Culture at UConn has them leaving women’s college basketball in the dust PDF Print E-mail
Written by George Browning   
Tuesday, 02 May 2017 07:10

There are dynasties in sports and then there is the University of Connecticut Lady Husky basketball team.

Entering this past weekend’s Final Four all UConn had done is won 111 games in a row and four consecutive national championships. That’s a stretch that will cover 870 days by the time this paper is in your homes.

The Lady Huskies haven’t lost two games in a row in 24 years

This column was written before the championship game was played, but I haven’t seen anything from watching this year’s tournament that makes me believe the 2017-18 season won’t begin next October with all those streaks still intact.

(If something happens and UConn losses give me credit for the journalist jinx).

The program is amazing and this year’s team was supposed to be different. Three seniors last year were selected first, second and third in the WNBA draft.

Even the best of programs can’t recover from that right?


So what is it about these young ladies that has turned this sleepy little town in Storrs Conneticut into a women’s basketball factory?

Some say it’s recruiting!

Would it surprise you that it’s been a few years since UConn has had the number one recruiting class? They get very good players, but so do other schools.


Yes, that’s a huge part of it, Head Coach Geno Auriemma is one of the best in the business but there are some other very good coaches coaching other women’s programs. His assistant Chris Dailey has been with him for 31 years.

Outside of coaching, one of the most common answers one hears in asking the question about what sets this group apart from the rest is – “The Culture.”

The culture at UConn is this, when young ladies show up on campus they have two options, get to work at getting really good, or don’t expect to see much playing time.

There was a snow storm on campus in early March, all of the UConn coaches were stranded at home and couldn’t make it to practice. Most of the players live on campus, so they trudged through the snow and made it to the gym for a player-led practice.

Did I mention they haven’t lost since Moby Dick was a minnow? If any team in the country could afford to take a day off of practice because of the snow it’s UConn!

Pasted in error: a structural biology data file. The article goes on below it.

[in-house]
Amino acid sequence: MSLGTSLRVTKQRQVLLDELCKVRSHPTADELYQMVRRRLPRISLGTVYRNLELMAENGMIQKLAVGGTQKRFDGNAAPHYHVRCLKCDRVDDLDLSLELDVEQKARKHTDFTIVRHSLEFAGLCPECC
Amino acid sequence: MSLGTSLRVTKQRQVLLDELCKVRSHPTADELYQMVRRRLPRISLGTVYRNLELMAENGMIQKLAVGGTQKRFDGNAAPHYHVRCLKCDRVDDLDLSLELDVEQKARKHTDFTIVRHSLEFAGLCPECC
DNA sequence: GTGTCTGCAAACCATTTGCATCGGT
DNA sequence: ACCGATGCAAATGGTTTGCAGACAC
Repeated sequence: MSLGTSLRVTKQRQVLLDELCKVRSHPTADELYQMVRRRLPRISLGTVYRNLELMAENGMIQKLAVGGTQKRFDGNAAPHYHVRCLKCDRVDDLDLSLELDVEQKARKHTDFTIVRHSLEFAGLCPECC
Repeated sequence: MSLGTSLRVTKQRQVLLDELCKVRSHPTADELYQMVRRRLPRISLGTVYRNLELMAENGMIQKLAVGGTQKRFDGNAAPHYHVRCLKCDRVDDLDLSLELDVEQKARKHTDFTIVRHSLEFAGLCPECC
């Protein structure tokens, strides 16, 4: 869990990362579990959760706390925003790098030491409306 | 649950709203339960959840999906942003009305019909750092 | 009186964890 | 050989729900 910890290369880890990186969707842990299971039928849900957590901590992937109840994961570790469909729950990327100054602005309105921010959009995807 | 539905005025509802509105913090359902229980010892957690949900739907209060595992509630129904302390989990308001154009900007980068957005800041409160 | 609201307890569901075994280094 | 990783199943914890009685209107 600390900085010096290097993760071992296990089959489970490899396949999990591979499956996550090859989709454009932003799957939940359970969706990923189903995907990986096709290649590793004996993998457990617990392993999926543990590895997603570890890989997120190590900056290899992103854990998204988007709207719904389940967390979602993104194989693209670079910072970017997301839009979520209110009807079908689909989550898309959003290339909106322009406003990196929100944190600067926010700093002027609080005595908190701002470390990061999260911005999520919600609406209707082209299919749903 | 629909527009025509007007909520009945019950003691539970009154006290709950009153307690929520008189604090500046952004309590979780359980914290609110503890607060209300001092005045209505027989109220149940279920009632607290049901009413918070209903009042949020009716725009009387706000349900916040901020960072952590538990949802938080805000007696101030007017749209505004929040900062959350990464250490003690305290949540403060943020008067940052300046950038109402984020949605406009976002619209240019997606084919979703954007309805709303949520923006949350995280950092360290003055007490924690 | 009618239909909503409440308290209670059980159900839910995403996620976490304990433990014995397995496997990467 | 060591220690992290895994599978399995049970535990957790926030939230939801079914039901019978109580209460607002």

Not only did they practice, many players said it was one of the more physical, fast-paced practices they had all year.

Everyone who plays sports wants to win!

I’ve never met an athlete who told me prior to the start of a game they wanted to lose. But not everyone wants to do what it takes to get that win!

What does it take to win 113 games in a row and five national championships? One of the things is getting to the gym in two feet of snow to practice.

It’s more than that, of course, but the desire to keep winning keeps the culture without a crack!

One of my favorite stories on this year’s UConn team is senior point guard Saniya Chong.

Chong averaged 25 points a game in high school to go along with six rebounds and nearly 10 assists a game.

She was a star, but spent her first three years at UConn getting limited minutes.

Chong could have grumbled, complained and even opted to leave. She could have started for any other program in the country.

She didn’t! She stayed. Why? Because she bought into the culture that winning, winning big and winning often was more important than any of her personal accomplishments.

When the Tennessee Lady Volunteers used to be the program with that unblemished culture, I remember them losing in the NCAA tournament on a Sunday night.

Head Coach Pat Summitt was furious. She wasn’t mad that the loss happened, she was mad that she saw the culture on Rocky Top changing. The Lady Vols returned to Knoxville and reported to the gym for an early Monday morning practice even though the season had ended.

We only heard about that practice because some of the players grumbled about having to work so hard. Summitt was right, the culture had changed. And the program has never been the same.

At UConn, there doesn’t seem to be any cracks in the culture and as long as there aren’t, Geno’s bunch is going to continue to lead the pack.

What would you rate as the best dynasty in the history of sports in America? Let me know at This e-mail address is being protected from spambots. You need JavaScript enabled to view it .